Name: Andrew West
Quake was the real birth of competitive FPS gaming – the Internet was just starting to hit critical mass, millions of people knew what the game was, matches could be found in a matter of seconds, and the game didn’t break. Similarly, the birth of competitive strategy games came for me with Red Alert. As the widely anticipated sequel to Command & Conquer, the magazines were full of nothing else, there was a free, dedicated server run by the developers that everyone had access to, and the game (mostly) actually worked. Thousands played.
Since then we’ve had a couple of insipid sequels, the developers were bought out, and the world discovered Starcraft. RTS games haven’t advanced since then – they’ve regressed to pointless 3d interfaces, gotten bogged down in the most boring parts of the game, and have just not been much fun.
As you can probably tell, I am thinking of Command & Conquer 3 when I write this column. Yes, the last few C&C games were a bit boring. Yes, the RTS games from EA LA haven’t exactly been brilliant. Yes, it’s ten years since the last great game. But I don’t care! C&C3 looks like it might actually have what it takes to work.
Firstly, the developers are talking about immediacy. When you click on a unit, it actually does something, it doesn’t pause for a bit, decide whether it likes you or not, and begin to trundle over. It just goes. And all of the units go – a priority of the design of the engine is that everything runs.
Just as exciting for the competitively inclined, C&C3 looks like it’ll probably be one of the few games that has us in mind. The services that we are used to – sites like ours, where you can download the latest demos, ranking services, commentating setups – these are built into the game. I don’t think that these details are final yet, but the idea is that all games played on the ladder are uploaded to the C&C3 service. Players with reputations for being good find their replays in more prominent positions. The most viewed replays stay for longer on the site, whilst ignored ones disappear. You can rate how good your opponent was after the game finishes (though I assume that’ll run on some kind of bias system depending on how well you’ve been rated yourself, which should help remove players with bad reputations). You can schedule games with opponents too, so that when you go to the site, you can look at past games and check the listings for upcoming games to watch live. You can also find which games are running right now, jump in, and watch those as they happen.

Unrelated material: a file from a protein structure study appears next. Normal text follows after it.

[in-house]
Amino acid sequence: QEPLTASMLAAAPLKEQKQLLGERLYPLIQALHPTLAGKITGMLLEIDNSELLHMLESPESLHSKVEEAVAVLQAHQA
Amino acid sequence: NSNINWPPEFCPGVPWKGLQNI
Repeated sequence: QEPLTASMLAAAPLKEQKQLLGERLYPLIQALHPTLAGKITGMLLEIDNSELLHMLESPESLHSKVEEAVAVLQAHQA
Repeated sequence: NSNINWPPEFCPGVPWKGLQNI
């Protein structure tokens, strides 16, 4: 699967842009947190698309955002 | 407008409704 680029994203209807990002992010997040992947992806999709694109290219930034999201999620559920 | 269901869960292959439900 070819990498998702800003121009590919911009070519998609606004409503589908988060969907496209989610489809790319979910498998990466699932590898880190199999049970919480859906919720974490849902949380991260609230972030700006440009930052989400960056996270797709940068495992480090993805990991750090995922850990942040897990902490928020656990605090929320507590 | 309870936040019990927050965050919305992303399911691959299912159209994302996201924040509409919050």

There will be a free, stand alone observer client which will let you watch games without actually needing to own a copy – what a great idea as a marketing tool, let alone the uses in a competitive environment. You can have a caster of the game, who can provide commentary, control the camera and draw on the screen to highlight parts of the match. The reputation points also apply to these commentators, so that you can tell who is worth watching in that regard too.
Then you have the standard ladders, matchmaking services and so on that we are used to with these games. What more could a competitive gamer want? It’d be trivial to create a tournament, and the system seems to fit perfectly with what the big organisers like the WCG are looking for in their competitions.
Starcraft purists deride Red Alert for being a one unit game. Whilst this is slightly unfair, the emphasis is on slightly. Games are decided in a dance of little red and blue tanks, with only the occasional Tesla coil, engineer, grenadier or rocket troop seeing the light of day.
If EA LA manage to create some semblance of balance in the game and give players a chance to win in more than just one way, the future of competitive RTS gaming is looking bright.
Edited by Nicky at 02:34 CST, 2 January 2008 - 35543 Hits